Covid-19 pandemic impact: A tech-tonic shift

April 1, 2021 5:15 AM

The pandemic year has brought to the fore some exponential technological changes that are about to change our lives fundamentally

Consider a few newsy items from the past few months, which have a deeper profound meaning than what we imagine them to be at first sight.Consider a few newsy items from the past few months, which have a deeper profound meaning than what we imagine them to be at first sight.

By Srivatsa Krishna

An unprecedented, unbelievable convergence of technologies is heralding the advent of the ‘exponential era’, where technology will impact every single walk of life, and exponentially, not just geometrically. Not only is the Moore’s Law not showing any signs of ending any time soon, but it is actually expanding to other adjacent technologies as well. Gordon Moore’s 1965 forecast was that the number of components on an integrated circuit would double every year until these reached an astonishing 65,000 by 1975, which he revised as Moore’s Law, to a doubling of transistors on a chip every two years. Couple this with the exponential convergence of technologies such as materials and sensors, artificial intelligence and machine learning (AI/ML), facial recognition, autonomous electric vehicles, robotics and 3D printing, to name just a few, our day-to-day lives are going to change inexorably soon.

Consider a few newsy items from the past few months, which have a deeper profound meaning than what we imagine them to be at first sight.

First, EHang successfully completed its first ever drone taxi trials in China and Korea, two weeks ago, and has received approvals to commence its first commercial service in Guangzhou soon. Flying cars will be a reality in this decade in most countries around the world. The day is not far—perhaps within 2-10 years depending on which country we live in—when like we order an Uber, we can order an aerial rideshare. This would have profound impact not just on travel, but also on parking plazas and property valuations as they get converted into drone ports. Something akin to how when the cellular revolution began, most properties were tapped to install antennas on their rooftop for a commercial consideration.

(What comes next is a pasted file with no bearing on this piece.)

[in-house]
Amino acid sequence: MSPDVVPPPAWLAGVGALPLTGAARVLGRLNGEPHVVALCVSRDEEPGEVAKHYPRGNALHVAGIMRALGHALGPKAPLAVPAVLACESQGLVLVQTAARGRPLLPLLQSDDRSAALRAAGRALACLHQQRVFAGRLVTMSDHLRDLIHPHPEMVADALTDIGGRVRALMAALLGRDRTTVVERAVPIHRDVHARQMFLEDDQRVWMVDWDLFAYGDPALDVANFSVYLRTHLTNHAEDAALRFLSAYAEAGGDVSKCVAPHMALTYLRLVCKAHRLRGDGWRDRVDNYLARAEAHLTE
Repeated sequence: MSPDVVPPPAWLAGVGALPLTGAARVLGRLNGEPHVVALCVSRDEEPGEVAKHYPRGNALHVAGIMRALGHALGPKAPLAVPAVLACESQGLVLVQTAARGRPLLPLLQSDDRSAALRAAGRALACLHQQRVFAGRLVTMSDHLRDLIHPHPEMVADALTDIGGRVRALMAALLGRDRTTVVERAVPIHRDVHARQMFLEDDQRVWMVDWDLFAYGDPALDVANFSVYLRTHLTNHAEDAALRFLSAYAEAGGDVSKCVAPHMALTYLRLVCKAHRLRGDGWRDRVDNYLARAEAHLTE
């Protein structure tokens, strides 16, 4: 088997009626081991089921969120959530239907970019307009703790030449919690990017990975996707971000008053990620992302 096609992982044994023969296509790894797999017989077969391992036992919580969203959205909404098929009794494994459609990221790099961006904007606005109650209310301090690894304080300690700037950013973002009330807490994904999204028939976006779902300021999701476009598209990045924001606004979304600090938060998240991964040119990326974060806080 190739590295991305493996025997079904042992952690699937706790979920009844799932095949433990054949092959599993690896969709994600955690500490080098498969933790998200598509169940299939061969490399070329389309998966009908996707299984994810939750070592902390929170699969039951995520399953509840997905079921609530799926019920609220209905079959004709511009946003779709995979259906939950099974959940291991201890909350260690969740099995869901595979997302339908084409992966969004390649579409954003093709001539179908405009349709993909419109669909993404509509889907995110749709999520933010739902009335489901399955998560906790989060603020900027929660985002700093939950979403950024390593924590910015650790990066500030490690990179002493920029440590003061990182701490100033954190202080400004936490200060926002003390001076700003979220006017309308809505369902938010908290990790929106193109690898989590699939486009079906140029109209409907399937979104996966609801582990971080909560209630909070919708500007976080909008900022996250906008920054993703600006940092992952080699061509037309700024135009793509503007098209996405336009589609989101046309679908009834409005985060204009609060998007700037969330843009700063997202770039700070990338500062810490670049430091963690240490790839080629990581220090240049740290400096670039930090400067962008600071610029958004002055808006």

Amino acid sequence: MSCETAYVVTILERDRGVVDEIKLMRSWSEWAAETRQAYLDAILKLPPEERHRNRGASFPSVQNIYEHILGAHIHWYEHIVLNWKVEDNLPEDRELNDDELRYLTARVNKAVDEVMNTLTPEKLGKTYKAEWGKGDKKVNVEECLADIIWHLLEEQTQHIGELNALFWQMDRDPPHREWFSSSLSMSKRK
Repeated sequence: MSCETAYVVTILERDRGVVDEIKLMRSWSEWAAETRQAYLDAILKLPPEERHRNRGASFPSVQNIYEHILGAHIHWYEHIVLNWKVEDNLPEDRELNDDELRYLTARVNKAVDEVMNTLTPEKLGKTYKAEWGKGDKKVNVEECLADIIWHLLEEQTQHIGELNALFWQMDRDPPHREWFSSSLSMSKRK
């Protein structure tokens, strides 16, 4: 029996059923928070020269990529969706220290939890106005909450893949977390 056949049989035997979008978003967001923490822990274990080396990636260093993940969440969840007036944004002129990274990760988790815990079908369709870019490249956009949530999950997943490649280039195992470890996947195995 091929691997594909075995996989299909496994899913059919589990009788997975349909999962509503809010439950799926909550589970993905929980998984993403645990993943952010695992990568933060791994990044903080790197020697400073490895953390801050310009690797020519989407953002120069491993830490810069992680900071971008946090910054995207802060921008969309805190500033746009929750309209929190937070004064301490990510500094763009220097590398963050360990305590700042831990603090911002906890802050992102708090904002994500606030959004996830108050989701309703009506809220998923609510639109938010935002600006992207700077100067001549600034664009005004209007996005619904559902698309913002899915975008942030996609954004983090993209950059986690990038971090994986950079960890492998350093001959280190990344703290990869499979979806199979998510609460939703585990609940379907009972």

The precursor to this flying taxi was the first autonomous car developed by General Motors in 1939, and it has taken almost nine decades for it to be ready for primetime. Autonomous vehicles (AVs) are literally round the corner and should be centre-stage before the end of the decade. Tesla has dramatically rewritten the rules of both the automobile and the solar industry as it were, with its bold audacious bets. It is no wonder that in January 2021 Tesla’s valuation was almost equal to that of the entire auto industry, approximately $800 billion! Its self-driving vehicles have proved to drive flawlessly in rain, snow or shine. Driven by algorithms, the more data Tesla vehicles collect, the better autonomous driving will become. The US Tesla fleet has grown from around 150,000 in 2017 to around 750,000-800,000 today, or now with 5x-6x more data. Today, Tesla reports one accident per 3.7 million miles when the autopilot is engaged fully, versus one accident per about 475,000 miles for all US vehicles. Tesla is far safer even now, when its autonomous driving software is still being continually refined every single second that it drives on the roads.

Today, Uber alone delivers around 15 million trips per day, and Waymo, which has simulated 15 billion miles of autonomous driving till date, hopes to do 1 million miles of AV miles this year. Waymo can simulate a 100-year worth of on-road driving in a 24-hour simulation! The average car run time in much of the developed world is barely 5-8%, and Uber has created a whole new remarkable industry, using the unutilised time of these vehicles, creating millions of jobs out of thin air, without owning any cars. A self-driving Uber storm should happen within the next 1,000 days in most major markets, and will free up the driving time for doing many other activities.